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You’d think Outdoor School would already epitomize all things green.
Kids spend a week outside in the dirt and the rain, and all they talk about is nature. They build model watersheds, they sleep in cabins, they live low-impact.
Still, Outdoor School — a rite of passage for thousands of Oregon sixth-graders every year — could get greener, at least according to the folks who handle the area’s trash, Metro.
Since spring 2009, Metro has been paying about 20 percent of what it costs to send kids to Outdoor School. In exchange for the funding, Outdoor School has worked into its curriculum the things near and dear to Metro’s heart: recycling, composting and waste reduction.
“We’re contracting with them to provide waste reduction education as part of their Outdoor School education,” said Freda Sherburne, a waste reduction educator at Metro. “It helps us to extend our waste prevention and reduction messages to a population we can’t always reach.”
Take cloth napkins. At Camp Namanu this fall, students were shown a giant stack of paper napkins that didn’t go into the landfill because campers are now using cloth instead.
“We have a reach that expands beyond their reach,” said Dan Prince, coordinator of Outdoor School for Multnomah Education Service District. “The goal is to get kids talking about everything and how it all interacts.”
That means, one hopes, that the usual talk of water, soil, air and plants will be remembered when the kids return to the city and the real world of wasted food, juice boxes and plastic kitchen bags.
Metro spent more than $650,000 to subsidize the cost of more than 10,000 students who went to Outdoor School during the 2009-10 academic year. They came from within the Multnomah Education Service District, Northwest Regional Service District and West Linn-Wilsonville schools.
For many schools, the Metro funding makes Outdoor School possible; during the past decade, many schools have cut the program or sent students for fewer days because of state budget cuts. Centennial School District in east Multnomah County, for example, stopped sending students during the 2009-10 school year after decades of participation.
“Schools such as Gresham-Barlow School District say they could not participate at all without the Metro support,” Prince said.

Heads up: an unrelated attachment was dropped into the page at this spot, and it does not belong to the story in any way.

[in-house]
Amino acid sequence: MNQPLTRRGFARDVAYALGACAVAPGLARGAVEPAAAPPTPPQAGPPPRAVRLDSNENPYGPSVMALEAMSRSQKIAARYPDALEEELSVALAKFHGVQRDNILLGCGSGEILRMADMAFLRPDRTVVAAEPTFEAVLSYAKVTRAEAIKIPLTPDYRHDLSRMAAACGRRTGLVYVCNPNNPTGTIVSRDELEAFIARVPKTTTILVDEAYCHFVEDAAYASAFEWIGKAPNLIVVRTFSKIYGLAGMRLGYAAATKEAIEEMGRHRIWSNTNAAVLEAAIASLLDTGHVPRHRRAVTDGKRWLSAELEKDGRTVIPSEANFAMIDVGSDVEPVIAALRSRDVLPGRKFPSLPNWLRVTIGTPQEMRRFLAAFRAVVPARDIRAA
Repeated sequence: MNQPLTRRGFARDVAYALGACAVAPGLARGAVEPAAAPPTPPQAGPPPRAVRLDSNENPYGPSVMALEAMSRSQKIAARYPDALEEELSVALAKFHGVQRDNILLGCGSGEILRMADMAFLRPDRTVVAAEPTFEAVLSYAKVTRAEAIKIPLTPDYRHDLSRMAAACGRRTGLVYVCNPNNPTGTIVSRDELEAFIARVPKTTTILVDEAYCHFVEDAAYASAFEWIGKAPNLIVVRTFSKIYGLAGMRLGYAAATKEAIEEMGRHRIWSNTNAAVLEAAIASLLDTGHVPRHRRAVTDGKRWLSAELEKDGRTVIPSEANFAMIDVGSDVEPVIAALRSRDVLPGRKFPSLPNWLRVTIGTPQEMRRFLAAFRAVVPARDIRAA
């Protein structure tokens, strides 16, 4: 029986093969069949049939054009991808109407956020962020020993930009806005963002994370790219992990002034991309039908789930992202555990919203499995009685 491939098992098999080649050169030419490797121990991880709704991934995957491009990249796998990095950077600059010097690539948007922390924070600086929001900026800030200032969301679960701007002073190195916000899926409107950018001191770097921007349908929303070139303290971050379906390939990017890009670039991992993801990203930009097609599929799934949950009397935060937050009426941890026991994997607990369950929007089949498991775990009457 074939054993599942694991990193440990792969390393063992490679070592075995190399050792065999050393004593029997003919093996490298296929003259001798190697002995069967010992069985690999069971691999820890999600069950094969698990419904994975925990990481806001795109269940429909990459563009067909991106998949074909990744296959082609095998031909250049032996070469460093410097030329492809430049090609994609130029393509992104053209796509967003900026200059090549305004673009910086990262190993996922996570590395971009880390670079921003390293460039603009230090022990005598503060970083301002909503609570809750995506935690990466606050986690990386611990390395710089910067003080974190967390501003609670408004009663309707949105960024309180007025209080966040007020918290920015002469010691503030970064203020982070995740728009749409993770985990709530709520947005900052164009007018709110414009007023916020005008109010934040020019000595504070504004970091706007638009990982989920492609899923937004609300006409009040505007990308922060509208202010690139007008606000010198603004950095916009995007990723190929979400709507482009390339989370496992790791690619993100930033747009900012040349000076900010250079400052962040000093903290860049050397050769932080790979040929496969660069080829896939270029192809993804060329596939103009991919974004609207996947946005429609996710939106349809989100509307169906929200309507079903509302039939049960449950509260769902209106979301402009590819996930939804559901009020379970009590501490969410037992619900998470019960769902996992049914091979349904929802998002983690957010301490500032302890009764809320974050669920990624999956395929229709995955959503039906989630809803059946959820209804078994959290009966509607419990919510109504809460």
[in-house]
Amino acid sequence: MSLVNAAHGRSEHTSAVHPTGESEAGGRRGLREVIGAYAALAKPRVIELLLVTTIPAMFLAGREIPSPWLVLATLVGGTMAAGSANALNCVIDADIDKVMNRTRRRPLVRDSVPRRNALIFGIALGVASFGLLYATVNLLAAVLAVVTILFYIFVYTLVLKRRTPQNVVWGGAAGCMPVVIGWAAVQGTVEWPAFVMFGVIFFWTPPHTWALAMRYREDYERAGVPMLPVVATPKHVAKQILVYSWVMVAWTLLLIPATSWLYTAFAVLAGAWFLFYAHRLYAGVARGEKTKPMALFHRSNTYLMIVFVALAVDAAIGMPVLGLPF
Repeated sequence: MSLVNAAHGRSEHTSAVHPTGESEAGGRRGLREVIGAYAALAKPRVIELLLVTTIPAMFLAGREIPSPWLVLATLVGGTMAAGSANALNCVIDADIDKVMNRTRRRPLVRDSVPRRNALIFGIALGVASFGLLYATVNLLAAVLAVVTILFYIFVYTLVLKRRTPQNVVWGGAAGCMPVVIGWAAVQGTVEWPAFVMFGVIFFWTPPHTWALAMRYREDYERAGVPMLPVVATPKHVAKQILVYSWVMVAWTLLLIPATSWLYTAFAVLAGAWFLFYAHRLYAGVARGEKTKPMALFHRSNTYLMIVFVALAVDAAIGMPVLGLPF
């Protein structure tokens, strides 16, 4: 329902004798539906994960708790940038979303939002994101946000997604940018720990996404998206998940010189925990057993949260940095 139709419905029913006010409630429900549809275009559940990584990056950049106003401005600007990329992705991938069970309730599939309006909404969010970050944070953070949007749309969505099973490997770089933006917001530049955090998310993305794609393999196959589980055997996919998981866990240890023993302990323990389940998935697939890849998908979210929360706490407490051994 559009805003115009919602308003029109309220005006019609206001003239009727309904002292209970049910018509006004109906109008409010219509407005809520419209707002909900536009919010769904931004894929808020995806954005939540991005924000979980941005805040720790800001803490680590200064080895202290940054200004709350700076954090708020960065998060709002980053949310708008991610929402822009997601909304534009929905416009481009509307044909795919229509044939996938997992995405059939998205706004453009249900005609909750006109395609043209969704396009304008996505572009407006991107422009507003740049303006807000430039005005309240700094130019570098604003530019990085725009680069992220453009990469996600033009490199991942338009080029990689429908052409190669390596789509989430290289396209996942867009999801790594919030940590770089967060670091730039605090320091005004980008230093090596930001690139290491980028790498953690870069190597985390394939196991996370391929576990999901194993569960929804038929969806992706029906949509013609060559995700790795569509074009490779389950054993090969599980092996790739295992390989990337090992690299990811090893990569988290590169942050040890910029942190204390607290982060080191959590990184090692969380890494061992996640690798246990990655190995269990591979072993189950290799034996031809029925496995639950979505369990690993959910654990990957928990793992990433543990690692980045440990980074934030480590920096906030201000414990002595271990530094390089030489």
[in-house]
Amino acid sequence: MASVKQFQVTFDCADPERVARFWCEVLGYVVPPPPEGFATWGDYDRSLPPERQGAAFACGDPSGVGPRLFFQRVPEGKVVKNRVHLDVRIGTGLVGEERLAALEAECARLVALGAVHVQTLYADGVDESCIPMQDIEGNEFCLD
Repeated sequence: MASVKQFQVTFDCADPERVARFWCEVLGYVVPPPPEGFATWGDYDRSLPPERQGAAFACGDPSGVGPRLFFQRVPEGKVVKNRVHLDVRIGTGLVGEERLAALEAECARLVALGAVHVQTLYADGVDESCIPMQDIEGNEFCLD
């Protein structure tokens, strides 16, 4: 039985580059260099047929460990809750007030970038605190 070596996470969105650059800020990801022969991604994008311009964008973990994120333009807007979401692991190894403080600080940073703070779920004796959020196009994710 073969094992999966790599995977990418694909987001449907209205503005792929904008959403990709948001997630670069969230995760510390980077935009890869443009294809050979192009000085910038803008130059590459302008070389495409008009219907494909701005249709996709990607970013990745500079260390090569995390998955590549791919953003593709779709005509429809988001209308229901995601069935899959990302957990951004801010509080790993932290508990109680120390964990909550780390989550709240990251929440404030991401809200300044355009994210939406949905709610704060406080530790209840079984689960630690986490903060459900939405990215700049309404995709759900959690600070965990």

The kids who do still attend are getting more lessons geared toward the practical issues that Metro deals with daily.
Not all of the Outdoor School camps can use cloth napkins, though, because of laundry issues. Still, reuse is emphasized elsewhere; foil used to cover serving trays is used to make sculptures.
Food is grown closer to home. Students might get local pumpkins and apples, and camps are looking to get more food locally.
When it comes to composting the food that’s not eaten, camp owners have worried piles of rotting food might attract animals.
But this fall, Camp Howard started composting its food waste on 250 acres between Sandy and Corbett.
Much of the effort has come from the camp’s facilities manager, Karen von Borstel.
“I was raised on a ranch,” she said. “We were always composting.”
She used a tractor to carve a 20-foot-long ditch big enough to hold all the food waste from this fall’s campers: 600 sixth-graders and 150 high school counselors.
“The pit came out just right,” she said. “Next spring we’ll plant that. The kids will do soil samples so we’ll know when to plant.”
Tyler “Sage” Koski, the site supervisor at Camp Howard, attended Outdoor School as a sixth-grader at Sellwood Middle School and a counselor as a Cleveland High School student.
He said the little things, such as scraping soupy food that will make it to a compost pit, will make a difference in the students’ lives.
“Their choices as citizens and as consumers from the time they leave Outdoor School do have an impact,” Koski said.
Melissa L. Jones, Special to The Oregonian